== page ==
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Elder Mistreatment: Abuse, Neglect, and Exploitation in an Aging America active screening of older patients during general medical interactions, either inside or outside institutional settings, (d) provision of telephone hot lines, widely publicized and intended to attract victims who can then be further evaluated, (e) network sampling of social situations in which some forms of elder mistreatment are possible, (f) enhanced identification of high-risk persons or elder mistreatment cases using record linkage techniques, (g) the application of forensic techniques in medical settings, and (h) surreptitious surveillance of institutional staff in the work setting. None of these approaches is new, but they at least suggest that innovative approaches to case detection and surveillance are possible, and that is a needed research direction. IMPORTANT EPIDEMIOLOGICAL CONSIDERATIONS Important research issues relevant to defining, understanding, and advancing knowledge of elder mistreatment are discussed throughout this volume. These issues require detailed attention and are important requisites for planning population- and institution-based epidemiological research on elder mistreatment occurrence. The following sections synthesize and highlight some of these issues specifically with respect to determining elder mistreatment occurrence, adding further suggestions for conducting this research. Defining the Situations and Circumstances Being Measured Chapters 1 and 2 delineate the types and vocabulary of elder mistreatment. While no investigator must adhere to any particular elder mistreatment conceptualization, specification of the nature and types of mistreatment being assessed in a study is critical, both for understanding and interpreting the findings and for possible scientific replication. In particular, operational definitions are critical for quantitative studies under all circumstances, especially when multiple interviewers, geographic sites, institutions, or cultural groups are involved. The structure of survey items eliciting elder mistreatment flows directly from the posited elder mistreatment definitions. Since it is axiomatic that in general survey responses will vary according the wording of survey items, it seems likely that this will be an issue here as well. Thus, careful item structuring will require consummate attention. In addition, item detail and explicitness may alter the type of responses. This was recently demonstrated in a related area—the survey of assessment of sexual victimization among college women (Fisher et al., 2000).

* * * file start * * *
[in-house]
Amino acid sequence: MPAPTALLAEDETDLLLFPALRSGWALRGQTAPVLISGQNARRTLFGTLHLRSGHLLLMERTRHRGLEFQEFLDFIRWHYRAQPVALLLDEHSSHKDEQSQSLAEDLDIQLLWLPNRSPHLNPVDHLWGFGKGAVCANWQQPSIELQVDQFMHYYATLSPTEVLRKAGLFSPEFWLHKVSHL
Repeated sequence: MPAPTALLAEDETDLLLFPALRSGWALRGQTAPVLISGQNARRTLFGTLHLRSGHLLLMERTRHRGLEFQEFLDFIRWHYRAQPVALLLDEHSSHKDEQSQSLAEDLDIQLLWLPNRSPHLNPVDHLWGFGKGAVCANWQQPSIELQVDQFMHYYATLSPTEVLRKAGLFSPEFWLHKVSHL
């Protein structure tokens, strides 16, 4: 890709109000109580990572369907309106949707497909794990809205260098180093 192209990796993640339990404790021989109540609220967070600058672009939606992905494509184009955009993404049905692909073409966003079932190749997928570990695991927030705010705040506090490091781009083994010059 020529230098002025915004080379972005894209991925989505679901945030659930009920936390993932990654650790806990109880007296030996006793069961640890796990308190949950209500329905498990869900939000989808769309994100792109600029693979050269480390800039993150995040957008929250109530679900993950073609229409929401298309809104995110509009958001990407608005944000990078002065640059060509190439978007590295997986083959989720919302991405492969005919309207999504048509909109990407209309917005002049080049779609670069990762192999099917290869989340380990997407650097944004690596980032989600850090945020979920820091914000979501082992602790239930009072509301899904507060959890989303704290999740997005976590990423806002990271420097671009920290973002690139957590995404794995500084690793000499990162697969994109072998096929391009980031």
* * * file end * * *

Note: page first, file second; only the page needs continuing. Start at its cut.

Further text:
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Elder Mistreatment: Abuse, Neglect, and Exploitation in an Aging America TABLE 4-1 Strengths and Weaknesses of Different Approaches to Population-Based Elder Mistreatment Case Identification Elder Mistreatment Case Identification Strategy Strengths Weaknesses 1. Interview of potential victims; all modes -Victims can be identified with regularity through self-report. -Nature and severity of the mistreatment acts as well as many antecedents can be characterized. -Structured operational criteria for case definitions can be most rigorously applied. -Some elder mistreatment victims will not admit mistreatment events for various reasons. -Cognitive impairment may preclude accurate reporting. -Interview setting in which perpetrators are present may deter reporting. -Access to some elder mistreatment victims may be limited by sampling incompleteness, household refusals, language barriers, or illness. -Not appropriate for study of fatal events. 2. Interview of families, other caregivers, and others in trust relationships -Perpetrators are known to relate some elder mistreatment events. -Proxy respondents may report some elder mistreatment events more accurately, as well as some respondent characteristics (e.g., belligerent behavior). -Structured, operational criteria can be uniformly applied. -Many perpetrators may not report elder mistreatment events. -Proxy respondents may have imperfect knowledge of events. -Some proxy respondents may have illness, frailty, or cognitive impairment. -Some characteristics of respondents can’t be obtained by proxy interview (e.g., emotional status). 3. Clinical or social service institutional record review -Level of objective documentation likely to be high. -Treatments and social interventions documented. -Historical data more likely to be obtainable. -Only selected and more severe cases may be present. -Case definitions may not be consonant with those of investigators. -Clinical observations are often unstandardized in measures and notation. -Ancillary and risk factor information may not be collected in a systematic manner.